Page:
Chatham Garden Theatre
The only known image of the Chatham Garden Theatre's exterior
|Address||New York City
|Opened||May 17, 1824|
- For the other theatre of this name, see Chatham Theatre.
The Chatham Garden Theatre or Chatham Theatre was a playhouse in the Chatham Gardens of New York City. It was located on the north side of Chatham Street on Park Row between Pearl and Duane streets in lower Manhattan. The grounds ran through to Augustus Street. The Chatham Garden Theatre was the first major competition to the high-class Park Theatre, though in its later years it sank to the bottom of New York's stratified theatrical order, below even the Bowery Theatre.
The Chatham Garden was converted to the Free Presbyterian Chatham Street Chapel in 1832.
Creation and early seasons
The theatre began quite humbly. In 1823 Hippolite Barrière, the manager of the Chatham Gardens in New York City, erected a white, canvas tent in his public pleasure grounds. He dubbed it the Pavilion Theatre and began staging drama there with a ticket price of 25¢. The tent, which was used for other concerts and plays, also housed a saloon. The makeshift playhouse operated through the summer, perhaps the first such summer theatre in the United States.
Stephen Price, manager of New York's Park Theatre, tried to put a stop to Barrière's enterprise by reporting the tent to the authorities as a fire hazard. Barrière responded by erecting a brick-and-mortar structure on the site. The new building, named the Chatham Garden Theatre, opened on 17 May 1824 and played through the normal season.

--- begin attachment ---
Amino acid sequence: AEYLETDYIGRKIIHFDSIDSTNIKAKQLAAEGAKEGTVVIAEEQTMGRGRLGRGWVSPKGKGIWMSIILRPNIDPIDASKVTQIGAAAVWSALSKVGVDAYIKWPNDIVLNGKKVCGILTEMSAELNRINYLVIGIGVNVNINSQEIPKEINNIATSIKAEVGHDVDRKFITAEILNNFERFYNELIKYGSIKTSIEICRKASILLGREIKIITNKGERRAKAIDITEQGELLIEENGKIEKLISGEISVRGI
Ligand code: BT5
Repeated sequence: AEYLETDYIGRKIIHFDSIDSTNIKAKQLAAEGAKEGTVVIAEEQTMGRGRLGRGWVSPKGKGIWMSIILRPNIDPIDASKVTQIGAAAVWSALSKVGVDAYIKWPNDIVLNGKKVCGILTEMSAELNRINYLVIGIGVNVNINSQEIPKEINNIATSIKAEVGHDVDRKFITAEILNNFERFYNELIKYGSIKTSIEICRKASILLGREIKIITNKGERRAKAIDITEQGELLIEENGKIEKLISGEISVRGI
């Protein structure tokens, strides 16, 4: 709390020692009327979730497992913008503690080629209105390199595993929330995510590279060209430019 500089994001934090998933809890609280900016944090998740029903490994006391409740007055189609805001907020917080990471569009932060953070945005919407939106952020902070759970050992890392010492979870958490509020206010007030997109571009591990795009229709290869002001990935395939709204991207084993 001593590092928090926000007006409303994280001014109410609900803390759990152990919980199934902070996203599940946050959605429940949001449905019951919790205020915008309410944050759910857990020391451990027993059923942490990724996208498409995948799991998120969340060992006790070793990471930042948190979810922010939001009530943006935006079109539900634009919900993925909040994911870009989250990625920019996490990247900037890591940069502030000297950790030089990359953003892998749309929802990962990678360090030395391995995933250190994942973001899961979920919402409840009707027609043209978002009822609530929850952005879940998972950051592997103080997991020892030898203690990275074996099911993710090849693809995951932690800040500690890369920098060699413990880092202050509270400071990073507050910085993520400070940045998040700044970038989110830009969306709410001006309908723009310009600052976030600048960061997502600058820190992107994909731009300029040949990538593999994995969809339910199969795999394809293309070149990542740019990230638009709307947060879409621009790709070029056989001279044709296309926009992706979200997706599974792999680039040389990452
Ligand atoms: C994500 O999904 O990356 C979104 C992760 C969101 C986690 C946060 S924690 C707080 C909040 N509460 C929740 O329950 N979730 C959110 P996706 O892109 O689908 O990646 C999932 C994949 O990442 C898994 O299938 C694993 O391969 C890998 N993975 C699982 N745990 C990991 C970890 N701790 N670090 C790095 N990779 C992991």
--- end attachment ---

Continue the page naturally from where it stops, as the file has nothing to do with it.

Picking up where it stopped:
The theater was an ornate structure designed by architect George Conklin. It had no gallery, and it did not admit African Americans. The balcony was on the same level as the lobby and fronted the garden. The walls had slits and the doorways only blinds to facilitate airflow. Karl Bernhard, a visitor to New York in 1825-26, left this description:
. . . in Chatham [Garden] Theatre, situated at the extremity of a public garden, they performed the melo-drama of the Lady of the Lake tolerably well. I was much pleased with the inside of the theatre, and particularly with the decorations; it was full of people, and the heat extreme. Ladies of the first fashion do not go often to the theatre. In the pit persons pulled off their coats, in order to be cool.
However, the theatre's location was difficult to find. It was only accessible by passing through private buildings on the west side of Chatham Street. The New-York Mirror resorted to printing a map to show how to reach the place and offered these instructions:
[T]he enterance [sic] to the theatre is through the Hall of [a] dwelling house on Chatham Street. . . . [Y]ou proceed onward to the fountain, which throws up a refreshing column of pure water directly in front of the folding doors to the Theatre. Passing through these doors you ascend, by a double flight of stairs (to the right and left) to the lobby of the first circle of boxes.
The Chatham Garden Theatre offered popular actors at reasonable prices, and it did well. The playhouse provided the first real competition for the upper-class Park Theatre in its second season, which began on 9 May 1825. It remained a classy establishment for the next three seasons. During this time, it produced the first two American operas, The Sawmill in 1824 and The Forest Rose in 1825.
Barrière died on 21 February 1826. On 15 March, the Chatham Garden Theatre was sold at auction to Henry Wallack for $4,500. Wallack reopened it on 20 March for a four-month season. He then refurbished and redecorated the playhouse before reopening on 9 October 1826. However, Wallack went bankrupt, and he was forced to close the Chatham Garden Theatre in April 1827.
Later managers changed the theatre's focus from upper-class drama and opera to fare that appealed to the lower classes. A man named Megary took over as lessee and managed a short season beginning 16 June 1827 and another beginning on 3 December. Kilner and Maywood followed him, with a season beginning 9 June 1828.